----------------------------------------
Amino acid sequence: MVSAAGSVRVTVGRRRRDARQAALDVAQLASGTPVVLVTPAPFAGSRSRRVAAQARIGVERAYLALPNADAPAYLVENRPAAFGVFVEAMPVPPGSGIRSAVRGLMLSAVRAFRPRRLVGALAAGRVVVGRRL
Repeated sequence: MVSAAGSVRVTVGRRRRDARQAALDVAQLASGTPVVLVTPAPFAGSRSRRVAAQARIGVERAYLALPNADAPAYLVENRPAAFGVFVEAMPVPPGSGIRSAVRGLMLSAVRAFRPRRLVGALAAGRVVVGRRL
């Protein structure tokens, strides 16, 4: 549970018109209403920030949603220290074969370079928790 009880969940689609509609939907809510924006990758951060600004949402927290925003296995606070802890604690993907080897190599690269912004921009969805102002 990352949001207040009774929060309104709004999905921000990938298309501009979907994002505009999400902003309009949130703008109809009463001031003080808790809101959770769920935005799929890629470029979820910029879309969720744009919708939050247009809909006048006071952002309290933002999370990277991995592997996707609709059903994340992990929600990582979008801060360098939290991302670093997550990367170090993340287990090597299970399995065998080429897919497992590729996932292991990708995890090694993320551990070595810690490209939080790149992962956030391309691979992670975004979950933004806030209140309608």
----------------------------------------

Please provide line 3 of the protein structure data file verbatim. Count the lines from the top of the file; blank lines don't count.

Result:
């Protein structure tokens, strides 16, 4: 549970018109209403920030949603220290074969370079928790 009880969940689609509609939907809510924006990758951060600004949402927290925003296995606070802890604690993907080897190599690269912004921009969805102002 990352949001207040009774929060309104709004999905921000990938298309501009979907994002505009999400902003309009949130703008109809009463001031003080808790809101959770769920935005799929890629470029979820910029879309969720744009919708939050247009809909006048006071952002309290933002999370990277991995592997996707609709059903994340992990929600990582979008801060360098939290991302670093997550990367170090993340287990090597299970399995065998080429897919497992590729996932292991990708995890090694993320551990070595810690490209939080790149992962956030391309691979992670975004979950933004806030209140309608």